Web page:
The effort got off to a shaky start on Monday, with just four council members — Mayor Pat Burt and council members Alison Cormack, Greer Stone and Greg Tanaka — voting to accept the grant funding to move ahead with the plan. Three of their colleagues — Vice Mayor Lydia Kou and council members Tom DuBois and Eric Filseth — dissented and argued that the housing plan would serve as a distraction from other ongoing planning efforts.
While the 4-3 vote allows the city to trudge ahead with accepting the MTC funds, it casts a cloud over a planning effort that city staff was planning to kick off in the coming months. Crucially, the vote does not provide planning staff with the funding it had requested to launch the plan — funds that would be reimbursed by the MTC as part of the grant. That's because adjusting the council's budget requires a two-thirds council vote, a threshold that the council failed to meet.
The vote does, however, set the council up for another debate over the downtown plan in the coming weeks, as members kick off public hearings for next year's budget. The planning effort could hinge on whether council members choose at that time to authorize the funding.
Some council members strongly supported moving ahead with the plan, which targets a 76-acre portion of downtown that is roughly bounded by Alma Street on the west and Cowper Street on the east, between Lytton and Hamilton avenues. Cormack suggested that the timing of the plan is particularly suitable given the many changes that the area has experienced over the past two years, with the number of employees diminishing, the vacancy rate increasing and parklets becoming a permanent fixture of the streetscape.
"To me this plan will be one of the cornerstones of our new downtown," Cormack said. "And our downtown is going to have to change based on the pandemic. It's going to be different than it's been."
Others, however, argued that the downtown plan would take attention and resources away from the many planning efforts already underway. These include the drafting of Palo Alto's new Housing Element, a state-mandated document that lays out strategies for residential development and potential housing sites to accommodate the 6,086 residences that the city must plan for between 2023 and 2031. Palo Alto is also proceeding with work on streetscape improvements on University Avenue, crafting a permanent parklet ordinance and putting together an area plan for a portion of the Ventura neighborhood.
Kou suggested that the city should focus on the ongoing efforts and on "doing them well," rather than adding more to the workload. Filseth concurred.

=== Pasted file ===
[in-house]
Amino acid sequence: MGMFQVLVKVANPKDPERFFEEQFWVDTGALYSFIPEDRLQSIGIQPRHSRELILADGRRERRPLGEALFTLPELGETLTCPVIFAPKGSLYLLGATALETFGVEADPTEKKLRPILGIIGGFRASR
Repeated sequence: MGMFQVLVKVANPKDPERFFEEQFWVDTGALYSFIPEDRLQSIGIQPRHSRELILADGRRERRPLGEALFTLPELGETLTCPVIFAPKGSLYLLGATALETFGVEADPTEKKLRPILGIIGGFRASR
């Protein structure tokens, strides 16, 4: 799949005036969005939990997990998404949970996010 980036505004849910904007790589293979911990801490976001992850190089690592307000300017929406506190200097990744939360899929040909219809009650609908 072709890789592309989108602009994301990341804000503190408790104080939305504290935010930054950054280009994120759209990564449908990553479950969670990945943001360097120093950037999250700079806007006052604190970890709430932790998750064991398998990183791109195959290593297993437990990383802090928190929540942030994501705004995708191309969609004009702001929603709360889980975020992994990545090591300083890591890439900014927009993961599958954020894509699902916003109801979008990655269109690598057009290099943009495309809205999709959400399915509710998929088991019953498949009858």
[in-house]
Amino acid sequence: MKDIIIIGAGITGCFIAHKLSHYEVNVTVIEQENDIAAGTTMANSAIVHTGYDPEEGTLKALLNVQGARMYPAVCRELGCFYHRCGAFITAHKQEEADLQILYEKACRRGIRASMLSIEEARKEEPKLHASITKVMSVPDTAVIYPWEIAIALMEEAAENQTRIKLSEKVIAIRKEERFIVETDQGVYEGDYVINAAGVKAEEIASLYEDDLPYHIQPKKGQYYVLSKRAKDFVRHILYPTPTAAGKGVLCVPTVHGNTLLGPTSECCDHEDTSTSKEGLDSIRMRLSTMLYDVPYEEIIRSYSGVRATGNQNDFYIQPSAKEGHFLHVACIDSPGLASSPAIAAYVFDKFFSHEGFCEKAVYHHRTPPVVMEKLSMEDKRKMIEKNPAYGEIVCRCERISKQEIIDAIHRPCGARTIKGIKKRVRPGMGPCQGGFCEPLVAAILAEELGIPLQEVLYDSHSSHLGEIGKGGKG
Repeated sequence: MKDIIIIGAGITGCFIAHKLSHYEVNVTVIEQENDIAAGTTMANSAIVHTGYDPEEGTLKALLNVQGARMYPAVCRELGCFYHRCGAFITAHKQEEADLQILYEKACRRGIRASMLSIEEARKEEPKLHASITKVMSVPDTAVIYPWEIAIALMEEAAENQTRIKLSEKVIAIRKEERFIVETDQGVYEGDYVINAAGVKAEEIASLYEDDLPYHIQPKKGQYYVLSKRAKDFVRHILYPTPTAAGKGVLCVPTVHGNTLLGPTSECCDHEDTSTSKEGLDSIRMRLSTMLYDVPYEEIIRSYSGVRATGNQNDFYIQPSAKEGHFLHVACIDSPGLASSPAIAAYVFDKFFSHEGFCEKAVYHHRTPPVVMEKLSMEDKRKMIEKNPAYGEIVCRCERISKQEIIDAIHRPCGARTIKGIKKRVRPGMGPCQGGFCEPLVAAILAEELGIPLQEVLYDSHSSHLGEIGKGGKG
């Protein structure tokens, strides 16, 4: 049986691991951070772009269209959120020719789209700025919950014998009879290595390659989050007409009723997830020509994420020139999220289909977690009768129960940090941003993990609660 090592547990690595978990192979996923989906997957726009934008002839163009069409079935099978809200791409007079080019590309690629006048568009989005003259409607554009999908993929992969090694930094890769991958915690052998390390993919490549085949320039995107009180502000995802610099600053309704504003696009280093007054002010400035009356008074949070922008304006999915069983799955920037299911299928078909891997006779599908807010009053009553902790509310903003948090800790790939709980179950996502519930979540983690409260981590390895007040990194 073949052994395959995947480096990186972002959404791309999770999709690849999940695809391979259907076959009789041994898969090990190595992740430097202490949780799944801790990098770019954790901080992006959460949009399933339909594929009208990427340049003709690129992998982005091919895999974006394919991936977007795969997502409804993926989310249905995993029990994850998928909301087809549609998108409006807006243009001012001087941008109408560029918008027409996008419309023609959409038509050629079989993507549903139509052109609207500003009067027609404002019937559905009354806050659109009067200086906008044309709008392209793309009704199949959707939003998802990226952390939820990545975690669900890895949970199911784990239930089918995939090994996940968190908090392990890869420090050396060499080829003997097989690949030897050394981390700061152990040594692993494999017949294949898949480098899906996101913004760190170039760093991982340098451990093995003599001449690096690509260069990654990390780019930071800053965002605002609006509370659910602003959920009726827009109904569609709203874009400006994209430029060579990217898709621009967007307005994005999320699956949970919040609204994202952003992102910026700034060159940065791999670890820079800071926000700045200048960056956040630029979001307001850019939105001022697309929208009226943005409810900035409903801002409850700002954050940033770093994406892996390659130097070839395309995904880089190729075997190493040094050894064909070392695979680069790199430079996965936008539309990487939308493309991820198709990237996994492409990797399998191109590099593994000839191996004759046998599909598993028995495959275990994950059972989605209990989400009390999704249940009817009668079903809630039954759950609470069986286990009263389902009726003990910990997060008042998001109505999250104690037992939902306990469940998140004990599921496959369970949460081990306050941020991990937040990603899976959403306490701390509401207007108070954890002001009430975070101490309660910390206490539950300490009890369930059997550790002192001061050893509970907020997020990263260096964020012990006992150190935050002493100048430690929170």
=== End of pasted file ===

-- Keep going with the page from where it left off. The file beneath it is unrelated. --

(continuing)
"I just worry the whole thing is going to be a giant distraction," Filseth said. "There's a lot of ways this can go wrong. I think it's going to take on a life of its own and it's going to suck bandwidth, attention and resources away from what we really need to get the Housing Element done."
The idea of putting together a coordinated plan for downtown Palo Alto is far from new. The city's Comprehensive Plan includes a policy that explicitly calls for such an effort. And when the council debated its options for redesigning its rail crossing at Palo Alto Avenue in 2019, members agreed to defer the discussion so that the question can be considered as part of the broader planning process.
The downtown housing plan that the council debated Monday would not include consideration of rail crossings or transportation improvements. Its main focus would be housing, and the boundaries of the planning area notably exclude the transit center at 27 University Ave., which includes a Caltrain station, numerous bus stops and the MacArthur Park restaurant. Planning Director Jonathan Lait said staff had proposed a relatively narrow scope — with a clear focus on housing — so that the effort could be aligned with MTC's funding proposal.
"This seems like a very timely grant so we're hoping to peel off the housing piece and really focus on that, and we'll come back to the council when the time is right for the coordinated area plan," Lait said.
The Monday discussion suggests that the plan could still advance, though some of the details remained unresolved. DuBois took issue with staff's plan to hire consultants to shepherd the downtown effort and suggested that it would be more beneficial to hire a long-term planner who could work on the various efforts pertaining to downtown. He also suggested that the downtown plan is "out of order" given all the other planning efforts already in the works.
Supporters of the downtown plan maintained that the effort, while time-consuming, aligns well with the city's efforts to create more housing and to convert some of the commercial properties to residential use in areas well-served by mass transit.
"I think that looking at housing opportunities, and particularly ones that would potentially adjust us from greater office growth to greater housing growth downtown, is an appropriate approach and worth our effort," Burt said.
Stone argued that a failure to advance the plan would demonstrate to regional and state agencies that the city is not making the necessary efforts to meet its housing goals.
"I think it's damning evidence that we left $800,000 on the table to be able to redevelop a housing work plan," Stone said.
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